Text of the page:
Burghaldefels / Hauensteiner Puppe

Burghaldefels / Hauensteiner Puppe

Page Type Page Type: Mountain/Rock
Location Lat/Lon: 49.18625°N / 7.84583°E
Activities Activities: Sport Climbing, Scrambling
Seasons Season: Spring, Summer, Fall, Winter
Additional Information Elevation: 303 ft / 92 m
Sign the Climber's Log


Hauensteiner PuppeHauensteiner Puppe

Until quite recently I used to think that the town of Dahn was the climbing capital of the Südpfalz Region (also called Wasgau) being surrounded by numerous impressive sandstone climbing crags. From this week on I have to admit that there is a close contender for that title, the town of Hauenstein some 10km further to the east. Though I had already been there two years ago and though I had seen lots of sandstone cliffs somehow I always passed by the town on my way to Dahn. Hauenstein is set back a little from the access road B10 which may account for my lack of interest but thanks to a renewed visit - and a glimpse at the hundreds of routes which are published by the Vereinigung Pfälzer Kletterer I had to change my attitude.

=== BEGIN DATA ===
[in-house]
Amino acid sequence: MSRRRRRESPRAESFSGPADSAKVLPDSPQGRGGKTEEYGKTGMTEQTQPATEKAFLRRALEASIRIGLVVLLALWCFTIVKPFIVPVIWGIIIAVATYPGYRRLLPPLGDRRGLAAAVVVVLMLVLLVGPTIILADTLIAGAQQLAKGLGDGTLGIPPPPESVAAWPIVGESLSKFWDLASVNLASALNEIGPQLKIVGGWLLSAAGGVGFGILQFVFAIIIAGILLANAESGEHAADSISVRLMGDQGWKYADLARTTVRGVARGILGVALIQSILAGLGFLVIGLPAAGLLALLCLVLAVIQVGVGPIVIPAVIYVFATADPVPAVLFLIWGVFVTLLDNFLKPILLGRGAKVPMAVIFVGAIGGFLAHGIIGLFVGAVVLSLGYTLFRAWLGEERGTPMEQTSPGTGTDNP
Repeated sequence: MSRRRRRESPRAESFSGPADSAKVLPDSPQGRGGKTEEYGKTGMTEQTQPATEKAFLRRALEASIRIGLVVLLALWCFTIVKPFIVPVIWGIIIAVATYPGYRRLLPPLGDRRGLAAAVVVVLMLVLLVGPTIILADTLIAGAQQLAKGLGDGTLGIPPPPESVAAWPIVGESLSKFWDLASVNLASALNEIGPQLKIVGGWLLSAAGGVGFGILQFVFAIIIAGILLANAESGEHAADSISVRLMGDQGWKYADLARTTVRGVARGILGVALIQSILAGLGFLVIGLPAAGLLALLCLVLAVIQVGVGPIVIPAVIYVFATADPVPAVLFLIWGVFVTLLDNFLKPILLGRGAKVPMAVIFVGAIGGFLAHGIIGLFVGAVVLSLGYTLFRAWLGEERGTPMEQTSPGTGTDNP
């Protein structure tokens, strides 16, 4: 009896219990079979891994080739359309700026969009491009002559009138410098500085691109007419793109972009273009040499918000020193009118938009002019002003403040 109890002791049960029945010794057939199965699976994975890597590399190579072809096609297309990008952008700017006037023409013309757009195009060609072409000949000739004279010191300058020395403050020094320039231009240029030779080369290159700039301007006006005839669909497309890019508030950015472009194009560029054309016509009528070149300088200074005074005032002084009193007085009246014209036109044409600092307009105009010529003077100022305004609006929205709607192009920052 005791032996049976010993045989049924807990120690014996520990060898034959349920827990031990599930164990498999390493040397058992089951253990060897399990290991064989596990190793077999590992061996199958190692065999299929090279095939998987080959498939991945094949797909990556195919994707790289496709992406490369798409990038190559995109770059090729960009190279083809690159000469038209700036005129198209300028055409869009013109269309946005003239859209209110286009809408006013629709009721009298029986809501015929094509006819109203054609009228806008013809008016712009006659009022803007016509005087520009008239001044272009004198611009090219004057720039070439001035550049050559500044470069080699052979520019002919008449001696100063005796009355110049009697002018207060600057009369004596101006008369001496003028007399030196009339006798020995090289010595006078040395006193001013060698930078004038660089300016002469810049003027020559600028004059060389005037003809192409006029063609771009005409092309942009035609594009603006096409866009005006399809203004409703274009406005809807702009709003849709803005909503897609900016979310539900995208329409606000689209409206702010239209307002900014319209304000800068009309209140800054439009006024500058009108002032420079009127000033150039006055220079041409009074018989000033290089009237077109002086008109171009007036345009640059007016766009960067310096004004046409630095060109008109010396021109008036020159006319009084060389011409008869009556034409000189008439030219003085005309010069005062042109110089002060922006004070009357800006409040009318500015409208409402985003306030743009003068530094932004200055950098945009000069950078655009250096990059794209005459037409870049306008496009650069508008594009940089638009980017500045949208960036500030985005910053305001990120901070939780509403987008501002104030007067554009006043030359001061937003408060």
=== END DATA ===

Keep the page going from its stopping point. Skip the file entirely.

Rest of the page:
Close to the town centre - to the south - you find the large cliff of Burghaldefels, a 1km long ridge rising out of the dense Pfälzerwald forest. It is split in (at least) three parts - the southern summit, a lonf cliff coming forth out of the surrounding hills, the main summit - a huge crag with 50m vertical walls on all sides and the little but exquiite Hauensteiner Puppe, a standalone tower to the north of the whole formation. As seen from Hauenstein - or one of the surrounding other cliffs, Burghaldefels rises out of the forest like a ship's prow but an old photo I found while preparing the page shows that the dense forest has only grown that high in recent years. Obviously there have been repeated efforts to free the cliff from its vegetation as the Hauensteiner Puppe is one of the landmarks of the town.
Burghaldefels old picture from